Principles of Effective Drug Treatment

Principlesof Effective Drug Treatment

IndividualTreatment-This principle states that treatment should be matched to anindividual’s health condition and unique health needs.Generalizations are not allowed in treatment. No cure works for allpersons in a similar manner.

Availabilityof therapy-Most patients recovering from drug addiction are never fully readyfor the treatment plan. Consequently, treatment should be readilyavailable for the patients just as soon as they are willing to getit.

Effectivetreatment-the efficiency of treatment is evaluated by the change that treatmentcauses on all aspects of a human being. Treatment is effective onlyif it combats the disease as well as other health conditions such aspsychological needs, legal problems, and even social needs. Mere druguse and cure of a disease do not render treatment effective.

Assessmentof individual`s treatment-Continual evaluation of a person’s treatment is vital in ensuringthat the recovery process is well facilitated. The assessment helpsin the realization of a combination of therapy components as well asadjustment to hasten the healing process.

Treatmentperiod-the principle emphasizes the need for patients to remain in treatmentfor the appropriate time as stated by physicians because thisenhances the effectiveness of therapy.

Therapies-behavioral therapies and counseling are very essential in thetreatment of addiction. It is through these forms of treatment thatpatients are motivated to resist drug use and encouraged to developtheir abilities (Moos,2014).

Medication-the use of medicine under the right prescription is vital intreatment especially when incorporated with treatment therapies.Medicine ought to be taken seriously by patients, and the physiciansbear the responsibility to see that medication is appropriately usedfor the realization of its efficiency.

Treatmentof addictive and mental disorders-Research on patient suffering from drug addiction has revealed thatmost of these patients also ail from mental illness. The treatmentprocedure for addiction should thus be aligned to control and treatthe mental conditions according to the degree of their severity.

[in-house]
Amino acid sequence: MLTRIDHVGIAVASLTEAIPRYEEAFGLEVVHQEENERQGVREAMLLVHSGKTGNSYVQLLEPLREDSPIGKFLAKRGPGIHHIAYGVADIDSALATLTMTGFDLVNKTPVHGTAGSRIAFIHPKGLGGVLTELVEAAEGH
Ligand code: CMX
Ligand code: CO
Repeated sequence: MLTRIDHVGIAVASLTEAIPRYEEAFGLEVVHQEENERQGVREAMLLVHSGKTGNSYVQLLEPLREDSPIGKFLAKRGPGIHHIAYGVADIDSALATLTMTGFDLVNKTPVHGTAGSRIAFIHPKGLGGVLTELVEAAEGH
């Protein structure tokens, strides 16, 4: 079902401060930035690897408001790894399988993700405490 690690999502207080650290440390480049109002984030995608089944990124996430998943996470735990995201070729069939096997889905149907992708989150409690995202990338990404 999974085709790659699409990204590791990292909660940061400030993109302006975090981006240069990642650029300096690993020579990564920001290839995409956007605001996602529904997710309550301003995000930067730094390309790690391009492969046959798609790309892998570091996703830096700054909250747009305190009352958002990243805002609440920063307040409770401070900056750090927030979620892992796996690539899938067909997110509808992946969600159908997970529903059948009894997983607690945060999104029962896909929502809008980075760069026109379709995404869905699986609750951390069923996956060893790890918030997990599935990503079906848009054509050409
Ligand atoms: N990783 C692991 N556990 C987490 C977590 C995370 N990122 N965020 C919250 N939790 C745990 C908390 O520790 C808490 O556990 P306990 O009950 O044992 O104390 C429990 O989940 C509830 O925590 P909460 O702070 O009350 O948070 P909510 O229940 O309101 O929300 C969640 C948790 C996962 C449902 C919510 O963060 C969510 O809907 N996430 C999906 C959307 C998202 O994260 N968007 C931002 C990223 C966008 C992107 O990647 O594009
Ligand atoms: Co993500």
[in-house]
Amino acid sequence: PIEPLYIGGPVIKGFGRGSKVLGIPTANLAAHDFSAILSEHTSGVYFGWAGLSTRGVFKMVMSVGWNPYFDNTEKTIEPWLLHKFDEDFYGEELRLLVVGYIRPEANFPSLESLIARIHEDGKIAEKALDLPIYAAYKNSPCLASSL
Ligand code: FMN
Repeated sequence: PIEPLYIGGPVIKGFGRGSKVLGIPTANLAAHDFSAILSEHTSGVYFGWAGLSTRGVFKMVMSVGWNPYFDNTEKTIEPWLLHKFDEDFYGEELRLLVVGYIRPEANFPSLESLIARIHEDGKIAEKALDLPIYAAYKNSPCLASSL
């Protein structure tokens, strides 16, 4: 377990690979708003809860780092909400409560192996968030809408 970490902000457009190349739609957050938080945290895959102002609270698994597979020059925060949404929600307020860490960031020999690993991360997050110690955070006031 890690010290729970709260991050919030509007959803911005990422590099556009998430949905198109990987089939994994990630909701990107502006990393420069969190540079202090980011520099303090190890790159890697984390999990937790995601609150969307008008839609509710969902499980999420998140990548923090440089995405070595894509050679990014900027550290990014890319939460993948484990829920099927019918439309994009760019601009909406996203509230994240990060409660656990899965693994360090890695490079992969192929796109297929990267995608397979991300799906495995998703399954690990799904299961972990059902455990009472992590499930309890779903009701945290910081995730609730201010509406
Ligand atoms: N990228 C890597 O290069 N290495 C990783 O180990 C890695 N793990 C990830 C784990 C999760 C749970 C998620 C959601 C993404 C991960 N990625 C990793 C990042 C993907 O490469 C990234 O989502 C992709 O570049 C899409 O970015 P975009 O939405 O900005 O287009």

Treatmentof addiction-the first stage of addiction treatment is medical detoxification. Theprocess of medical detoxification manages withdrawal symptoms,physical symptoms resulting from drug use and restraining from theuse of drugs. Also, medical detoxification is an active precursor tothe treatment of addiction.

Voluntarytreatment-it is in most instances fails to be effective. This calls for the useof enticements, treatment interventions, and even employment settingsthat tend to improve acquisition of therapy services.

Druguse during treatment-Patients are to be keenly monitored through urinalysis and othertests to establish the possible use of drugs along with medication(McLellan,et al. 2012).Helping patients to resist the urge of drug use improves theefficiency of treatment and hastens the recovery process.

Assessmentfor other diseases-Treatment procedures should perform tests for other fatal diseasessuch as HIV/AIDS, tuberculosis, and hepatitis or any other infectiousdiseases. The test results of these conditions succeeded withcounseling, and other relevant therapeutic procedures can help intransforming lifestyles and providing early treatment for thoseinfected.

Drugaddiction recovery-the process of recovering from substance abuse may take a long timeand therefore create the need to go through it in episodes (Simpson,2015).Therapists must expertly handle the challenges along the way ofrecovery such as relapses of drug use and the need for prolongedtreatment. The patients need to be distracted through participationin support programs.


McLellan,A. T., Lewis, D. C., O`Brien, C. P., &amp Kleber, H. D. (2012). Drugdependence, a chronic medical illness: implications for treatment,insurance, and outcomes evaluation. Jama,284(13),1689-1695.

Moos,R. H. (2014). Addictive disorders in context: Principles and puzzlesof effective treatment and recovery. Psychologyof Addictive Behaviors,17(1),3.

Simpson,D. D. (2015). A conceptual framework for transferring research topractice. Journalof substance abuse treatment,22(4),171-182.